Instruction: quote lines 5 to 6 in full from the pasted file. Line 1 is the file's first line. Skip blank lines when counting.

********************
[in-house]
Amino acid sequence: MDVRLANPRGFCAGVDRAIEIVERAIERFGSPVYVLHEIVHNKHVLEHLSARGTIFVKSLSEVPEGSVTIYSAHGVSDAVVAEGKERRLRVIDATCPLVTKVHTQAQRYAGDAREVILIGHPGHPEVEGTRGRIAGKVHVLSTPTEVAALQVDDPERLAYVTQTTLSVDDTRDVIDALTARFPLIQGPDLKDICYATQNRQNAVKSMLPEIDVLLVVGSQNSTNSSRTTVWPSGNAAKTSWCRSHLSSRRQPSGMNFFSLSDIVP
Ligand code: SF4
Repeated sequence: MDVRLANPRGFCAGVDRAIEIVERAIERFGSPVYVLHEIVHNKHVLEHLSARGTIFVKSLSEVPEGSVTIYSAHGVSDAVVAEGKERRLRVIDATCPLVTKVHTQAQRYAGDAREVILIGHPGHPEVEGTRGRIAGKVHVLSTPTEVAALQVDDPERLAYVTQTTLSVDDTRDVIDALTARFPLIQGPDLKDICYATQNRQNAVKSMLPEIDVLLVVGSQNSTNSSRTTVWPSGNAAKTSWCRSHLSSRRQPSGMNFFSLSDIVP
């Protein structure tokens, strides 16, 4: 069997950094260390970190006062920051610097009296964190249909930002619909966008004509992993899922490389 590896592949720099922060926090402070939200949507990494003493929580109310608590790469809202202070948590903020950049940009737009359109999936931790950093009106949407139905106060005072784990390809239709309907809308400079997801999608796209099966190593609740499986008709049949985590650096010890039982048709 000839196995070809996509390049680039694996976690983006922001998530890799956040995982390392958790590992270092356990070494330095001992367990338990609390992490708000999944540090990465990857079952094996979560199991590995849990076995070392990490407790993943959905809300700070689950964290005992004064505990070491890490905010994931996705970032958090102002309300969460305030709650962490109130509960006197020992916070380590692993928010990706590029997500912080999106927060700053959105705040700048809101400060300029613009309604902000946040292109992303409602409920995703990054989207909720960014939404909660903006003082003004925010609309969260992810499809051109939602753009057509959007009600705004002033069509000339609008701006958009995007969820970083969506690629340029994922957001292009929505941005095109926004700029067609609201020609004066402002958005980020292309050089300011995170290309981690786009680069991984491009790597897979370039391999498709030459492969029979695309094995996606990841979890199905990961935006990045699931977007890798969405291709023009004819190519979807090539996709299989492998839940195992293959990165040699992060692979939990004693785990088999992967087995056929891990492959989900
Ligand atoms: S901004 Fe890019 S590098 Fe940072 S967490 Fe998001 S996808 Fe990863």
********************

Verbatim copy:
């Protein structure tokens, strides 16, 4: 069997950094260390970190006062920051610097009296964190249909930002619909966008004509992993899922490389 590896592949720099922060926090402070939200949507990494003493929580109310608590790469809202202070948590903020950049940009737009359109999936931790950093009106949407139905106060005072784990390809239709309907809308400079997801999608796209099966190593609740499986008709049949985590650096010890039982048709 000839196995070809996509390049680039694996976690983006922001998530890799956040995982390392958790590992270092356990070494330095001992367990338990609390992490708000999944540090990465990857079952094996979560199991590995849990076995070392990490407790993943959905809300700070689950964290005992004064505990070491890490905010994931996705970032958090102002309300969460305030709650962490109130509960006197020992916070380590692993928010990706590029997500912080999106927060700053959105705040700048809101400060300029613009309604902000946040292109992303409602409920995703990054989207909720960014939404909660903006003082003004925010609309969260992810499809051109939602753009057509959007009600705004002033069509000339609008701006958009995007969820970083969506690629340029994922957001292009929505941005095109926004700029067609609201020609004066402002958005980020292309050089300011995170290309981690786009680069991984491009790597897979370039391999498709030459492969029979695309094995996606990841979890199905990961935006990045699931977007890798969405291709023009004819190519979807090539996709299989492998839940195992293959990165040699992060692979939990004693785990088999992967087995056929891990492959989900
Ligand atoms: S901004 Fe890019 S590098 Fe940072 S967490 Fe998001 S996808 Fe990863």